Going back to memory lane, he recalled that during the Gulf War, a mathematician called R. P. Burn, was invited to use some identities of Bol-Molfang type, to help them encrypt information being transmitted. He added that other mathematicians involved in numerical analysis also assisted during the war through the analysis of projectiles, as they used collocation methods alongside the knowledge of the target location and point of projection, to define a proper path, angle and motion for their missiles to navigate. The Professor of Mathematics listed some major careers available in the profession, saying that Americans often employ mathematicians into the research units of the US Army, laboratories and military intelligence, as well as in weather prediction, software codes development and earth movement monitoring, with a small number in the academic sector and that hardly will any mathematician in a developed country be jobless. He noted that in Nigeria, majority of the existing mathematicians are found in the academic sector teaching, while a few work with bodies such as the Nigerian Meteorological Agency, as he lamented that Nigeria was still yet to utilise the full potentials of mathematicians in solving the problems of the country, but rather, continue to rely on foreign hands at the expense of indigenous intelligence.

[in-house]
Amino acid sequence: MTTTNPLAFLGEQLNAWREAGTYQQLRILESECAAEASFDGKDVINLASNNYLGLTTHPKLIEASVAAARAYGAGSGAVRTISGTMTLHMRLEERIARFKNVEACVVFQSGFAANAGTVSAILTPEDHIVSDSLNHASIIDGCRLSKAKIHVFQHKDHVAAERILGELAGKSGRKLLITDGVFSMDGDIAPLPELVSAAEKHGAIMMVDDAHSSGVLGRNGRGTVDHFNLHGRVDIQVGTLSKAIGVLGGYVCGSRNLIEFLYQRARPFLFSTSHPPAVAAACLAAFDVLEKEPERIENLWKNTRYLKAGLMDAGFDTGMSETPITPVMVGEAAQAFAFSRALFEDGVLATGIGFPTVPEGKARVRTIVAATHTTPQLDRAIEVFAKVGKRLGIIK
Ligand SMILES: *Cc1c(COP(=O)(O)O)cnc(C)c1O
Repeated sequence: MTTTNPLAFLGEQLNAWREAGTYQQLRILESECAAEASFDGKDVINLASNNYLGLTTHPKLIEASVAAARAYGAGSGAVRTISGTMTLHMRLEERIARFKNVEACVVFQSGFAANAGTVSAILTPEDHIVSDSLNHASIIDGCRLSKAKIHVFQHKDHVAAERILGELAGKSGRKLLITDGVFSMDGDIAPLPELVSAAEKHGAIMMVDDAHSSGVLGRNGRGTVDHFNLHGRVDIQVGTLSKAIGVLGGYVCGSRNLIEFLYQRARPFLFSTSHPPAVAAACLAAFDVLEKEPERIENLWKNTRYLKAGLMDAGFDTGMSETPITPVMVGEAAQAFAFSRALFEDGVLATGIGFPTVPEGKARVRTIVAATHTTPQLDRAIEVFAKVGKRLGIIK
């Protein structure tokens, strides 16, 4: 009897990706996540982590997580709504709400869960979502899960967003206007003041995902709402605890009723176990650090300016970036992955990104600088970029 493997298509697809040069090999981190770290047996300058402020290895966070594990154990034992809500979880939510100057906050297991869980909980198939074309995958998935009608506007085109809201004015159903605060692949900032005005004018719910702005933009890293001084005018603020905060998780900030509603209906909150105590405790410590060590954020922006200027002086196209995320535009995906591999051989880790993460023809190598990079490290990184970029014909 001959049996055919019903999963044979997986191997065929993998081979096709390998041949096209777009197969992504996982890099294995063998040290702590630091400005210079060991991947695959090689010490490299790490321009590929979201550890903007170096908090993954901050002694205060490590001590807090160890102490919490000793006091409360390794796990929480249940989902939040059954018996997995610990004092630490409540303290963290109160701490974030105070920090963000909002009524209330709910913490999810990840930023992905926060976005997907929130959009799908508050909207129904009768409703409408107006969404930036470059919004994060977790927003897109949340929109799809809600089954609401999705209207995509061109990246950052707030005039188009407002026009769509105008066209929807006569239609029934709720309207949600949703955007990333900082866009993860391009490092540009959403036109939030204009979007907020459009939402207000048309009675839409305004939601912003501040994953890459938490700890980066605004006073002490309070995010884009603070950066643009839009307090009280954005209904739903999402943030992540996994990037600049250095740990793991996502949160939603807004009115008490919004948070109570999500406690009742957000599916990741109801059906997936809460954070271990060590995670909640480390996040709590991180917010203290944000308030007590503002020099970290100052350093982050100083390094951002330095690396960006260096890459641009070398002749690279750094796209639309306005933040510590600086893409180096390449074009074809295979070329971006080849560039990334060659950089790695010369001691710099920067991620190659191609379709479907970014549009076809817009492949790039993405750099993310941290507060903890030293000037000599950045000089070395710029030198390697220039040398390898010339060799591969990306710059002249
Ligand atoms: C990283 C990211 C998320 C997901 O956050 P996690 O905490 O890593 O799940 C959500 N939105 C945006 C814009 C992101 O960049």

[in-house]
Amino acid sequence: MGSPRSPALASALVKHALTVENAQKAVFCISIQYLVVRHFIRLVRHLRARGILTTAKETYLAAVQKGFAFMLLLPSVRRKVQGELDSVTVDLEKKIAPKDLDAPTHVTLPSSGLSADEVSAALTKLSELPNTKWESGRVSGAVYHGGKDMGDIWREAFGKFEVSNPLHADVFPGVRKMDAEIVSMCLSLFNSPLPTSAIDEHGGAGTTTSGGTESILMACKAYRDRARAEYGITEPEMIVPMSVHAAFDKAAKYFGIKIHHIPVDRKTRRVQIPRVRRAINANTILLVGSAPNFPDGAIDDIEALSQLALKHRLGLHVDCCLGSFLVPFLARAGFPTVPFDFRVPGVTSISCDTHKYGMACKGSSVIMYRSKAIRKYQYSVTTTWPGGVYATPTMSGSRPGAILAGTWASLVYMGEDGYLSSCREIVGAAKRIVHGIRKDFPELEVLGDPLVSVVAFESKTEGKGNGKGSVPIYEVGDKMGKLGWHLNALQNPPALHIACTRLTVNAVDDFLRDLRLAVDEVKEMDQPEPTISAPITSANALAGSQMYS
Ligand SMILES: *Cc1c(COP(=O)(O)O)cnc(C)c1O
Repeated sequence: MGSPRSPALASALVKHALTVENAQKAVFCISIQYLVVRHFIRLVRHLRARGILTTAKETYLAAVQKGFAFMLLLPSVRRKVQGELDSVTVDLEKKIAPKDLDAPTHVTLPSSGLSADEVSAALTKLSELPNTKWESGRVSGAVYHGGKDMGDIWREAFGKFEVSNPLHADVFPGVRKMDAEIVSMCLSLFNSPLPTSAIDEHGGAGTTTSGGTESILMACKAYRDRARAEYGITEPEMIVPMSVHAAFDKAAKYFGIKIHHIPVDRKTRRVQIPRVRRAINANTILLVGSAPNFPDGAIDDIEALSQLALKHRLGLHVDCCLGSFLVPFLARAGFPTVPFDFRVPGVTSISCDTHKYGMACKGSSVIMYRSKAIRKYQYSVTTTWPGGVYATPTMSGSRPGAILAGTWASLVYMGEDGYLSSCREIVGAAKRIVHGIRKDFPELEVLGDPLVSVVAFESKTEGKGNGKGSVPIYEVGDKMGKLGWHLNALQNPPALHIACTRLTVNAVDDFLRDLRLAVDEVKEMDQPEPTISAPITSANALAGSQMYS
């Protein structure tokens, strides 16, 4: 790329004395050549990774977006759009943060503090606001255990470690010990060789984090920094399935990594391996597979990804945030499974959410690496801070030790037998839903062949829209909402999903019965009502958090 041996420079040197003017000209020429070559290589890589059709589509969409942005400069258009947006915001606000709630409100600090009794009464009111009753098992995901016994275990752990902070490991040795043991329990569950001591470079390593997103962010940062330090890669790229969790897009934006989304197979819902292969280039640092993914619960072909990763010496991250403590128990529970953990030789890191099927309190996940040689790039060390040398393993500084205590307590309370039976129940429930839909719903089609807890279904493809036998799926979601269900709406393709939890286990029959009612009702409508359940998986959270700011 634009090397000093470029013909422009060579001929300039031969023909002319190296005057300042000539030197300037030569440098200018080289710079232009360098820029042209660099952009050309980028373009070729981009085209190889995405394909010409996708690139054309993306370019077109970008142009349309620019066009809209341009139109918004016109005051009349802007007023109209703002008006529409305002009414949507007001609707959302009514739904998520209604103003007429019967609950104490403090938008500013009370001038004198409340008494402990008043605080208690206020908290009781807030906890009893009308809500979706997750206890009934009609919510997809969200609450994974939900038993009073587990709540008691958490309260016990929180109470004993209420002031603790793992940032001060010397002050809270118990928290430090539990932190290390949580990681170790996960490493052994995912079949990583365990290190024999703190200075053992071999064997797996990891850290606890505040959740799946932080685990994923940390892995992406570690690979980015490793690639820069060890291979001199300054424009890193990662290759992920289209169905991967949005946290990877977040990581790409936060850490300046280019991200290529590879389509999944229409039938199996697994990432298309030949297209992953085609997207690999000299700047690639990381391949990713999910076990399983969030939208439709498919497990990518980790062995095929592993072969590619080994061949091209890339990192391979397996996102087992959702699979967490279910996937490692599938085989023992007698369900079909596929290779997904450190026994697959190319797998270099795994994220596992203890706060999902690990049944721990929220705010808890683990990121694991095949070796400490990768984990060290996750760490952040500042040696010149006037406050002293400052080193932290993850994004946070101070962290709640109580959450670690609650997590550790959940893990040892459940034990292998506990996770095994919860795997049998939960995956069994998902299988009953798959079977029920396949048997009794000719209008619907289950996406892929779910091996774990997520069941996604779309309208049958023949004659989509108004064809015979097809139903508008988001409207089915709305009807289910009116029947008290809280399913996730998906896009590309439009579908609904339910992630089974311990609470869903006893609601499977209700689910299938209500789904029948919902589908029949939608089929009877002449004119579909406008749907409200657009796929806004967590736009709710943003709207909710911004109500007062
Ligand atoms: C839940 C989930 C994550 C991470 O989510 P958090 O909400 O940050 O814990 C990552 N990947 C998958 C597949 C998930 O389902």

According to the Don, his motivation to venture into this research area came to him as an undergraduate student at the Obafemi Awolowo University, Ile-Ife, Osun State, where he preferred doing things differently, saying that, “I don’t usually like to join the crowd to do things; I usually pick-up anything to read, once I get tired of my normal books in the library. I picked up the university handbook on one of such days and decided to read up the research areas of some of my lecturers in my Department and found that one, who later became my supervisor, was working on the “Theory of Loops”. I then decided to read relevant books that talked about loops, and realised that they are similar to what we were familiar with at the undergraduate level was about groups (as loops are the generalisation of groups).

Professor Olusola AdeniranSo, I decided that for my undergraduate project, I will not join others to work on “groups”, but my project would be on the “Theory of Loop”. Even though, the HoD at the time wanted me to be his project students, because I was one of the best in my class, I was determined to work on the theory of loops and so, I was handed over to the only lecturer who specialised in loops. He assisted me with books for the project and it was a great experience. Also, I was lucky that the school had a culture of retaining bright students and I was among the three that were employed in the Department at the completion of our undergraduate studies and I was also the first of the three to become a Professor of Mathematics.”